Twitter beat analysts' estimates for earnings in the first quarter and showed signs that it's finally overcoming a slump, but the nascent turnaround was tempered by an outlook for slower growth this year.
The social media company's push into live video and more personalised content appears to be starting to pay off, boosting revenue and profit in the first quarter by luring users and advertisers. Sales jumped 21 percent, the most in two years, to $664.9 million (roughly Rs. 4,400 crores), the company reported. Twitter, originally known for its 140-character posts, said monthly active users rose to 336 million, up by 6 million from the prior period and slightly ahead of analysts' predictions.
Still, the company said in a letter to shareholders Wednesday that it will be tough to match last year's growth rates in the second half of this year, and as a result the pace of revenue gains will more resemble those of 2016.
The shares were whipsawed, initially rising as much as 14 percent in early trading when the results were first posted, then gradually slipping after the remarks on an analyst call regarding the growth outlook. The stock fell as much 7.7 percent and was trading down 3.9 percent, to $29.29 (roughly Rs. 1,960), at 10:28am. in New York, along with a broader decline in benchmark indexes.
"Twitter is still in rebuilding credibility mode with investors and advertisers, so it's important they keep demonstrating momentum relative to expectations," said Richard Greenfield, an analyst at BTIG. "They are continuing to position themselves so expectations don't get out of control."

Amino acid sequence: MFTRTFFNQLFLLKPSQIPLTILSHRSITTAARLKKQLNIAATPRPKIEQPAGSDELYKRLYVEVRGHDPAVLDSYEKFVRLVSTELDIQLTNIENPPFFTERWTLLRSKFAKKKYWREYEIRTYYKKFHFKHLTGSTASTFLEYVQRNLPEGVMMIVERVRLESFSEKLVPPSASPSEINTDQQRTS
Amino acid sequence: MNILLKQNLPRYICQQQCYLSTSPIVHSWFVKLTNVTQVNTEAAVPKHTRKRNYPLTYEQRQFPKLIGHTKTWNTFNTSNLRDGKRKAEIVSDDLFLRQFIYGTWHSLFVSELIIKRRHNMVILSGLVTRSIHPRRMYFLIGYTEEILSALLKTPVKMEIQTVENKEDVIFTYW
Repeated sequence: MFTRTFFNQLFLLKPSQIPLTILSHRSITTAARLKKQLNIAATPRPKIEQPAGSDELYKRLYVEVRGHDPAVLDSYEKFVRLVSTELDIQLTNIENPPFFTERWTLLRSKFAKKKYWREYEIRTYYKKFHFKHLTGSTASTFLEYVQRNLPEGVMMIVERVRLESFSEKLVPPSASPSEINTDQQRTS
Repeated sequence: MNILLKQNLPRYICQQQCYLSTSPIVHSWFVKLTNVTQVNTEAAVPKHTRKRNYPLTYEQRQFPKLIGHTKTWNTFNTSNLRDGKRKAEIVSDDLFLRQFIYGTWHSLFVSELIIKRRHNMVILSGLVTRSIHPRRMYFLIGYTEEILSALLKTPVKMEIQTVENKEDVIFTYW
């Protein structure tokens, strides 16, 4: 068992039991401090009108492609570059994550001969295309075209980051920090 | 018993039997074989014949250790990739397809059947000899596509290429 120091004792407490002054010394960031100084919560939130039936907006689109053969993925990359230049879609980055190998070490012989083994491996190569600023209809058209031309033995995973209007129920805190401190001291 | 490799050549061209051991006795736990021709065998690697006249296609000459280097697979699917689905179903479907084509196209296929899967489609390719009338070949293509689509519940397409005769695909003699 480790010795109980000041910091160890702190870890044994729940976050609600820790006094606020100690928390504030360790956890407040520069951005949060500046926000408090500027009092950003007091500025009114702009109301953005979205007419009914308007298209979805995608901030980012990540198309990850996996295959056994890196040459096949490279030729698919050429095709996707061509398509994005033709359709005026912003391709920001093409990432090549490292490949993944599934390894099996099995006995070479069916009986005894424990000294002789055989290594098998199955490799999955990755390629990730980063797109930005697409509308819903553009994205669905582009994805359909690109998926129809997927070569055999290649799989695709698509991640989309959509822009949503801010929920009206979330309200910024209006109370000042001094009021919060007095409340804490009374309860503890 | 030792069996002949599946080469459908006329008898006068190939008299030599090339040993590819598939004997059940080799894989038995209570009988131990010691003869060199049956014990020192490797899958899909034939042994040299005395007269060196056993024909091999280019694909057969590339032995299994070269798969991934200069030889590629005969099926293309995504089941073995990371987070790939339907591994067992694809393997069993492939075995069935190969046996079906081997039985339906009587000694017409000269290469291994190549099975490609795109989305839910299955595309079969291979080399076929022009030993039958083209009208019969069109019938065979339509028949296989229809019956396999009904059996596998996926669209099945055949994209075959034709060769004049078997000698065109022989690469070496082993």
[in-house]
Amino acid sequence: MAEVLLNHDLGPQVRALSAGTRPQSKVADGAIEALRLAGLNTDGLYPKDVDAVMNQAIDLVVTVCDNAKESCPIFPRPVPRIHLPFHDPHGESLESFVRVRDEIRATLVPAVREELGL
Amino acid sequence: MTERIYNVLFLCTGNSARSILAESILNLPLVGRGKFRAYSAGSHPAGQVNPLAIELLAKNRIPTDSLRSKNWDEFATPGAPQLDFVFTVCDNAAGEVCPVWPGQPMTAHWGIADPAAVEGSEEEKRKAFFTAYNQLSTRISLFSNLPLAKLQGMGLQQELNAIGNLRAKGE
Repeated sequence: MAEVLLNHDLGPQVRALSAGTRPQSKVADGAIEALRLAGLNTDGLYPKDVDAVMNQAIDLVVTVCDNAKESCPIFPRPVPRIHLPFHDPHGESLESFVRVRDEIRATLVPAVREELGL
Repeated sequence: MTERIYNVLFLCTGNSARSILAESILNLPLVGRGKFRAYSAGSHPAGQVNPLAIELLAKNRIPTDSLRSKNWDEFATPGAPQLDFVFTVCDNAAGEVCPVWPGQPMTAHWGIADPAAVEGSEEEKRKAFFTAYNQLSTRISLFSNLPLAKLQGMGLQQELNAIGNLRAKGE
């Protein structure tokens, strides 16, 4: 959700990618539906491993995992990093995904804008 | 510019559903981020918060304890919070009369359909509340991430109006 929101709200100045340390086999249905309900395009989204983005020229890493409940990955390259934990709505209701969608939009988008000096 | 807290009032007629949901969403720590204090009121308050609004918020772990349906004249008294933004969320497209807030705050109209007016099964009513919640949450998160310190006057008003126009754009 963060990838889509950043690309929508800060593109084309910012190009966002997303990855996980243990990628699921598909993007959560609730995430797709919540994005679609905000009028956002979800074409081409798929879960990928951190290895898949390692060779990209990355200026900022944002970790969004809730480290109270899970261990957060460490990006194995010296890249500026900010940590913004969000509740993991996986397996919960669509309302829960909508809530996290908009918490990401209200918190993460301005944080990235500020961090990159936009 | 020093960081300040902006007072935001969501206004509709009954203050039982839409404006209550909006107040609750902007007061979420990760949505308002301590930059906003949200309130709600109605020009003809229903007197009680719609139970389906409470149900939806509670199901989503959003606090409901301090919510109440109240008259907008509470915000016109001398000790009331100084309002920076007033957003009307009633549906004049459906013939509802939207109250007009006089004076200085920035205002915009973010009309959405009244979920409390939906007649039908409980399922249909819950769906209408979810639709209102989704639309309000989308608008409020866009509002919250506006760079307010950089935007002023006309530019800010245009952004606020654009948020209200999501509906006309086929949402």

Heading into the earnings, those expectations were already running high. An increasing number of analysts started seeing the company stabilising after a rocky few years, when it struggled to compete for ad dollars with the likes of Facebook and Google's YouTube. Since Twitter reported a third-quarter earnings beat in October, its shares have rallied and been upgraded by at least eight analysts.
But rough patches remain. Monthly user growth was up only 2.8 percent from a year ago, the slowest pace in two years. That contrasts with Facebook, which has six times more users than Twitter and increased its monthly users by 14 percent in the fourth quarter. Facebook reports earnings Wednesday afternoon.
And more of Twitter's growth is now coming from international markets as the US gets saturated. Monthly active users in the US increased by 1 million from the fourth quarter to 69 million. Internationally, MAUs grew to 267 million users from 262 million. Revenue in the US increased 2 percent year-over-year, while international revenue jumped 53 percent.
Chief Executive Officer Jack Dorsey, who also runs mobile payments platform Square, has focused on making Twitter more useful, including streaming programming such as National Football League highlights and recaps of series like Game of Thrones. The company is applying artificial intelligence to put the most relevant tweets at the top of people's feeds, and has added features that curate tweets, photos and videos around events. Twitter said daily active users increased 10 percent in the recent period, marking the sixth consecutive quarter of double-digit increases. The company doesn't give a total number for DAUs.